Hello Benjamin, did you find out any solution for NVMe RAID 1 using Intel RST VMD Controller? I tried the latest available drivers from Intel but they are dated from 2019... and I'm unable to find any solutions on the web.
Hi Jerome, unfortunately, I was not able to find any solution and I'm running now on one SSD only without raid...
Curious, given the CPU architectural differences and lack of official ESXI support, would a NUC 12 still outperform a NUC 11? I want to purchase a new NUC and I’m not sure what would be a better option. Any suggestions?
Adding my .2c
Got ESXi 7.0U3 deployed on my i9-12900K. Disabled CPU uniformity check....all good.
Issues crop up when you start loading up the host it up with VM's that require multiple vCPU's. (Think nested esxi hosts)
At this point the physical host will PSOD randomly with the the same CPU mismatch error.
So while the hack does allow you boot and run esxi on i9, there is instability when you load it up.
Maybe ESXi 8 will have something that can accommodate this new CPU architecture. (here's hoping)
IF you have to choose, to hold ESXI in a minipc what would you pick?nuc11, nuc12 or ryzen 6xxx?
I guess if you run just 1 core VMs is not a problem and you can skip uniformcpu check but what happen when you run more than 1 core VM per example 2 core VM and the VM get scheduled with 1 performance core and 1 efficient core? Are your running 2-4 core VM with older OS like window 2018,2012,2016, windwos 10, linux, etc... I guess this is a problem for most OSes, because windows 10 had a problem with P+E cores and you have to use windows 11 so the SO understands P vs E cores.
Thanks for the detail information.
Is it possible to disable the add on GPU (not the Intel onboard GPU) or a PCIex slot in BIOS.
I am searching this feature for a long time now. Most time I do not need the discrete GPU and it would be nice to disable it in this situation for energy saving reasons...
the e-cores issues was solved? do you recommend to use an i5 or i7 for 12th?
I've got ESXi fired up on a NUC 12 Pro i5 based system. So far it works well enough and I've not had any significant issues. I'm a little concerned in that I'm wondering what happens if you try to install VCF on a NUC 12 cluster with all of the E and P cores.
Has anyone gotten the VCF nested ESXi environment to work with NUC 12s?
Lapaj Go says
The iGPU passthrough works just fine with 184.108.40.20632, problem is that the stupid windows keep forcing 220.127.116.119 driver which causes BSoD. You need to manually uninstall it using "pnputil.exe /remove-device oemxxx.inf" tool. I guess Microsoft and Intel are too lazy to figure it out or at least let us know.
Lapaj Go says
Every single time Intel Driver & Support Assistant gets me up to date on my drivers, Microsoft Windows Update acts like a total a$$hole and drags me back to a driver that is almost a YEAR old. It just did it to me AGAIN. And it's like you can say "no" to windows update - it just does WHATEVER it wants with YOUR system.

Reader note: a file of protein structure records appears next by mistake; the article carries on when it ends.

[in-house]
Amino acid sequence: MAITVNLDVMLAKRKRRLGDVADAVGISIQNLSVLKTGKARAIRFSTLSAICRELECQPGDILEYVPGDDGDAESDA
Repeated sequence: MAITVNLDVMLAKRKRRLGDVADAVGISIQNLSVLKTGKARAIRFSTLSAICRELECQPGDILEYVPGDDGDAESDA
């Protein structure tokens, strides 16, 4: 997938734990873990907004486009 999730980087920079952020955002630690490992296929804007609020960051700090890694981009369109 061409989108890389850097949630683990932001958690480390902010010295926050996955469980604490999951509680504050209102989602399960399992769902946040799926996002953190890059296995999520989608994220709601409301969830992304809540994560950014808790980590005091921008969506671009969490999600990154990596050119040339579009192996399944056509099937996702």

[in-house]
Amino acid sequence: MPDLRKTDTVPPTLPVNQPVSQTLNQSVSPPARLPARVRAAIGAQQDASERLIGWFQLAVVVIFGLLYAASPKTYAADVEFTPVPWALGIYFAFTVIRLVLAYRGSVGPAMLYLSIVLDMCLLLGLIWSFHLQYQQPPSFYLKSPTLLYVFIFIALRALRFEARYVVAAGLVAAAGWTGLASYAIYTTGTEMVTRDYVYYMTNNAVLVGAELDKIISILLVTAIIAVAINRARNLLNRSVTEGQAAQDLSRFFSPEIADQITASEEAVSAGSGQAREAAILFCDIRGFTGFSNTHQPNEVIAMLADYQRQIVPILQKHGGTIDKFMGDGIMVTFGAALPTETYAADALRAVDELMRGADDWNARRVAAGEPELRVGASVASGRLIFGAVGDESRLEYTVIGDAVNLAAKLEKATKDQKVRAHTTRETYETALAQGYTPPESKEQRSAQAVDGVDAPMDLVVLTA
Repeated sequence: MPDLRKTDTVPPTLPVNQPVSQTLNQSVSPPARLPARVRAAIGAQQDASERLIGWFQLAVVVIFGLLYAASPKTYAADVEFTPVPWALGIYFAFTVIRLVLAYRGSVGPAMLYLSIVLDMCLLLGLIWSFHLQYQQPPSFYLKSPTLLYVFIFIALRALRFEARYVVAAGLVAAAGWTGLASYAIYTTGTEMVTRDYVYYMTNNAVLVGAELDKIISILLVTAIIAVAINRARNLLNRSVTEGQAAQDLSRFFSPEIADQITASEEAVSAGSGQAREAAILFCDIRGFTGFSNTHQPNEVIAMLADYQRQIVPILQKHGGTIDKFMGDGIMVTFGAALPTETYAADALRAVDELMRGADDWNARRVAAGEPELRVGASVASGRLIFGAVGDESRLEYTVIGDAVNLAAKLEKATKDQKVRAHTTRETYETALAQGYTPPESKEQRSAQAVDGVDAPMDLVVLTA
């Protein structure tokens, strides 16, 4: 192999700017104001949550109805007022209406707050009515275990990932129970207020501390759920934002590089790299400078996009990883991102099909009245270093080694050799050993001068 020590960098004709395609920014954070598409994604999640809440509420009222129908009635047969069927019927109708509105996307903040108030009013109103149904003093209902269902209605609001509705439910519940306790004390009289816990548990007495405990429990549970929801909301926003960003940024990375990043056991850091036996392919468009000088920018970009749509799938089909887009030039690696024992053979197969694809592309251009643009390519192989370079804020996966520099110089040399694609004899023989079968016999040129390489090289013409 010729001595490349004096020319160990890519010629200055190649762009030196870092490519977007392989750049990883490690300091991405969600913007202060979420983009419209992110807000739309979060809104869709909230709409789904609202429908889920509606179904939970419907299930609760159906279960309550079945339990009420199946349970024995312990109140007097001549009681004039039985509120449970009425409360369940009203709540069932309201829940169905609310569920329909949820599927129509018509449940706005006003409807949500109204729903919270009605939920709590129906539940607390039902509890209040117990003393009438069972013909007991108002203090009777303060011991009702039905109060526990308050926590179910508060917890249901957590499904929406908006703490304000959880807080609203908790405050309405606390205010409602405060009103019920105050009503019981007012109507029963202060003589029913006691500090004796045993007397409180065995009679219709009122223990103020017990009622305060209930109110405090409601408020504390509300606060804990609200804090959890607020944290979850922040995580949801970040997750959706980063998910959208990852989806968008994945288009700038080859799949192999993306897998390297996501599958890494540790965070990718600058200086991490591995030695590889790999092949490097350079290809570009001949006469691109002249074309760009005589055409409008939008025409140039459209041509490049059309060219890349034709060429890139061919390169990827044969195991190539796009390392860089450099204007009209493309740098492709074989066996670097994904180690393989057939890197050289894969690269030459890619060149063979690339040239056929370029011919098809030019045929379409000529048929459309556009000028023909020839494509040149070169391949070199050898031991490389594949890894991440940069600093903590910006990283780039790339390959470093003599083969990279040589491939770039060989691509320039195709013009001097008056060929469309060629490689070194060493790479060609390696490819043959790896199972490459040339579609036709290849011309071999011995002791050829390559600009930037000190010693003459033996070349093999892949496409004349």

Just got myself a "Intel NUC 12 Extreme" with the latest BIOS update and esxi, be it 6.5, 6.7 or 7.0 it just hangs at " using simple 'offset' uefi rts mapping policy" screen, this is after apply cpuUniformityHardCheckPanic=False. Anything I did not do right to get it installed? Please help. Thanks.
William Lam says
Have you checked your boot media? Try another USB device … I’ve seen this come up in past which isn’t specific to NUC
AFter 3 different USB sticks, it now can book into the installation properly. Thanks. Now just need to get the right driver for the 10G NIC as my NUC does not come with the 2.5G NIC.
In Proxmox 7.3 they have no problems with E & P Kernel 😉 try and enjoy it!
I noticed on the Wall Street Canyon that with the 101.4146 driver it doesn't throw the BSOD thread error. When it starts and having svga present it has error code 43 in dev mgr. If I disable and then reenable then it shows normal. but I can't seem to get any displays recognized. It seems really close to working but not sure what else it might be
do you use new nuc 12 exreme with proxmox?
is it free and fully supported?
can nuc 12 raid 1 with 2 x m.2 NVMe?
I'm using NUC12DCMi9 as my office lab, but I have an issue.
Have you guys faced any issues with RAID?
once I made a RAID 1, ESX couldn't reach the storage & it doesn't show up either in the storage or in storage devices. I tried ESXi 8 U1 & 8. even injected the VMD driver to ESXi 7.6. but none of them worked. will appreciate it if you can give me a tip to find any workaround.
William Lam says
I don’t use any RAID or VMD, not sure it buys you much for lab env … also this feature is for Xeon-based CPU, which none of NUCs are, so YMMV. Suggest looking at https://core.vmware.com/blog/using-intel-vmd-driver-vsphere-create-nvme-raid1 if you’ve not and see if everything checks out
Thank you for your quick reply!